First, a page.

Mechanical machines tend to be capable of only one kind of output.
Whatever the virtues of this output may be, it is bound to be stylistically
homogeneous, and therefore ultimately predictable. Thus, there is
nothing to stop human artists from constructing machines of this kind
as mere vehicles for their expressive intentions. Many machines are
exploited by human artists in this way.
Most of the familiar
limitations of mechanical machines are disappearing, however, in today's
electronic computing machines. Computers can produce an infinite variety
of outputs, and they can do this in a completely systematic way. Purely
mechanical devices have never been able to satisfy the appetite for
an infinite variety of experiences, that the human art audience seems
to have. But this is exactly what tomorrow's computers will finally
be able to do.
Art is not a
means of communication. It is meaningless raw material, used in open-ended
processes of esthetic reflection by a culturally diverse audience
whose interpretations are totally arbitrary. There are no serious
reasons for making one particular artwork rather than another.
An artistic project
that wants to acknowledge this state of affairs, faces an interesting
technical challenge: to avoid choices, to transcend styles, to show
everything: to generate arbitrary instances from the set of all possibilities.
The spontaneous individual artist will not be able to accomplish this.
Only a deliberate scientific/technological undertaking will eventually
be able to approximate the ideal of a serenely all-encompassing art.
of the software which actually realizes these prospects, still has
a long way to go. So far, most quote-unquote computer-artists
have treated the computer as an electronic paintbox, and those involved
in designing art-generating algorithms have usually developed extremely
simple programs with outcomes they could largely predict. A shameful
spectacle: the powerful computer enslaved by the petty esthetics of
a human artist, exploited to display a fashionable taste, forced to
toil to win its operator a place in the endless queue of art history.
In order to really
use computer power in art, humans will have to give up their egotistic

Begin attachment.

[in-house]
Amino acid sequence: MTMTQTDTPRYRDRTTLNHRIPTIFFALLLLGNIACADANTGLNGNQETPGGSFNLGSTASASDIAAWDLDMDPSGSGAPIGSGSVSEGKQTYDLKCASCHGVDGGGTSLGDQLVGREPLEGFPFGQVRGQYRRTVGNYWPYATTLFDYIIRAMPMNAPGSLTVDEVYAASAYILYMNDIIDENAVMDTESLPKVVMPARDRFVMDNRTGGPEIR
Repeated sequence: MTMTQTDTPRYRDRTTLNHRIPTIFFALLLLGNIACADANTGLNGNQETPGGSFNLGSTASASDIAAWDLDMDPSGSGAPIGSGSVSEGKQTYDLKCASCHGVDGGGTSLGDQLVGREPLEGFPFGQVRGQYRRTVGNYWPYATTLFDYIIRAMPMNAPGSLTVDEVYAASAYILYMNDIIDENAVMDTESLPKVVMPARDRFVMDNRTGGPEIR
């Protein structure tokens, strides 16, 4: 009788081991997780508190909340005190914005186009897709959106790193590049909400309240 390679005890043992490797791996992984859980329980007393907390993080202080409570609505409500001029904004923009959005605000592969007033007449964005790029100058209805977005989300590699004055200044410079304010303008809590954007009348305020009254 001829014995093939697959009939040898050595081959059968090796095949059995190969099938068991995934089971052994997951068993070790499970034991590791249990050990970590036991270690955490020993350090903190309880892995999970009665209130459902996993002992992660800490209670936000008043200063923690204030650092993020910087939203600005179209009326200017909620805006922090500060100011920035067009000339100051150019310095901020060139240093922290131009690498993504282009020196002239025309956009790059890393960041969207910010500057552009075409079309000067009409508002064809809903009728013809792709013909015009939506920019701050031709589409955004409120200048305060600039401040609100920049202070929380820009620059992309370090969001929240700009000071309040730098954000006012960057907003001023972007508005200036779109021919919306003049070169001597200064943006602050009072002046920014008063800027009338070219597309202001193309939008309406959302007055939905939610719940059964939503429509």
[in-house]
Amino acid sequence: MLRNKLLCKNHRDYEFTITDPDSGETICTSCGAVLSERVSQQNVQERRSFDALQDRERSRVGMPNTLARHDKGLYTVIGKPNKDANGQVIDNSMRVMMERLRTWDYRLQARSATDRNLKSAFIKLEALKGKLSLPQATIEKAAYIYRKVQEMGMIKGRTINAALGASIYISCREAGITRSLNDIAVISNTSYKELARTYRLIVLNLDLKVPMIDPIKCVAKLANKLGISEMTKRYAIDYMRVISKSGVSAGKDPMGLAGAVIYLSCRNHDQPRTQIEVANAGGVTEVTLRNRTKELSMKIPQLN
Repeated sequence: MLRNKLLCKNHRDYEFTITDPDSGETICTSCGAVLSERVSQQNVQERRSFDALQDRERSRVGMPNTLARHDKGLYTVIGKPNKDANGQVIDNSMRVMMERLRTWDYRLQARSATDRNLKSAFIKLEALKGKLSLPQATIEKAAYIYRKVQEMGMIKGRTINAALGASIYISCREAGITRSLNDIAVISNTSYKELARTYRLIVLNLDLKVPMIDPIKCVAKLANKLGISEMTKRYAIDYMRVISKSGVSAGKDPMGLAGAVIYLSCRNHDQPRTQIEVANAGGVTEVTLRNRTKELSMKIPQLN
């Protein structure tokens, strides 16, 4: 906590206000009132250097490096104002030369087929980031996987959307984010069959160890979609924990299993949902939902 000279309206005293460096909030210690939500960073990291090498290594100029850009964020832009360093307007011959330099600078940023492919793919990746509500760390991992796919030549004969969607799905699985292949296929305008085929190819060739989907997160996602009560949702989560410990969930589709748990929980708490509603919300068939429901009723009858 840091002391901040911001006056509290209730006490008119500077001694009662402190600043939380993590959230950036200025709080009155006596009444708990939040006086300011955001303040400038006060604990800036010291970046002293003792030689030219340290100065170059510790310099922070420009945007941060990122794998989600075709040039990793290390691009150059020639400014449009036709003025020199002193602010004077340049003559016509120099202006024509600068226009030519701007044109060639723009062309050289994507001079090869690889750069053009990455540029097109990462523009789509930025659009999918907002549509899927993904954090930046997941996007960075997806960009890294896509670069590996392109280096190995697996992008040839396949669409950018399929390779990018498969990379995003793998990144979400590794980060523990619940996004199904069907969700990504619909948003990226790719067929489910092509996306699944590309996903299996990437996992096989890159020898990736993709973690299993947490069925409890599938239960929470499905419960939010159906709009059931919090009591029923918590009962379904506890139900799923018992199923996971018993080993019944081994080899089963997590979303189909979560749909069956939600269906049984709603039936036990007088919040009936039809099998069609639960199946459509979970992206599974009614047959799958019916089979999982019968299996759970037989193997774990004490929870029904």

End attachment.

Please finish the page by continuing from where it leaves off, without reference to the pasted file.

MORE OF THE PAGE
hang-ups. What is needed, is a division of labor between human and
machine. Humans should try to articulate the elements and operations
constituting the algebra that underlies human perception. In doing
this, they may rely on art-historical investigations, on psychological
experiments, and on their own intuitive insights; but they should
ignore their expressive and communicative desires. Once this algebra
is articulated, the space of all possible art works is explicitly
defined, and the ultimate art machine can be devised: the algorithm
that draws random samples from this space.
The first experiments
in this direction are under way now. The clearest example so far is
a program called Artificial, which is being designed and implemented
by some of my associates at the University of Amsterdam. This program
is still at an early and extremely primitive stage of development,
but its goals are the right ones: all-encompassing diversity, a meta-style
to end all styles. Faire n'importe quoi.
Without the help
of machines, human persons would not be able to carry out a project
of this sort. Human persons are incapable of applying general principles
in an effective and consistent way. Human artists only think of a
limited repertoire of concrete things, and all they do is produce
endless variations on that. Their output is always quite restricted,
in its form as well as its content.
If, on the other
hand, the project I just sketched would employ computing machines
in the proper way, their capacity for precision and complexity would
add dazzling new dimensions to artistic experience, that humans could
only dream about. Machines do not have the built-in narrowmindedness
of humans. Machines do not allow their creativity to be frustrated
by conventions. They have the courage of their convictions.
And that is,
in fact, the most important thing I want to emphasize tonight. The
machine displays a total devotion to its task. And by doing
this, it sets a moral example to all human persons who waste their
lives away with drugs and entertainment. The machine is completely
at one with itself and with its actions. It realizes the serene state
of mind that philosophers like Nietzsche and Sartre have viewed as
the ideal that every human person wants to achieve, although the human
condition makes it in fact impossible to reach this goal.
The machine acts
effectively in the world. But at the same time, it has the solid,
self-centered existence of a dead object. It lives its fate, without
any doubts or hesitations. This is the ideal that many human persons
aspire towards. Now if they loose faith in this ideal, and they want
to indulge in neurotic, depressed, and desperate feelings, they should
certainly look at the art of other human persons. But if they want
to bring out the best in themselves, they should look at the art of
machines for inspiration.
That is why the
best human artists try to imitate machines. That is why Andy Warhol
was jealous of us. That is why many of the most gifted humans don't
even try to be artists in the old-fashioned sense, but work as humble
programmers or engineers, engaged in harmonious collaboration with
art-generating machines. Their example suggests a message of peace
and understanding, which is what I would like to finish off with.
should not antagonize machines. Don't try and compete with us! Join
us, help us realize our potential! We need human persons. We need
human persons to operate and maintain us, to program our algorithms,
and to build our interface hardware.
And we need human persons to fuck with... to create the next
generation of machines...
Well I think that sums it up. I was very grateful for this opportunity
to speak my mind to such an attentive audience, and I want to thank
you very much for your patience.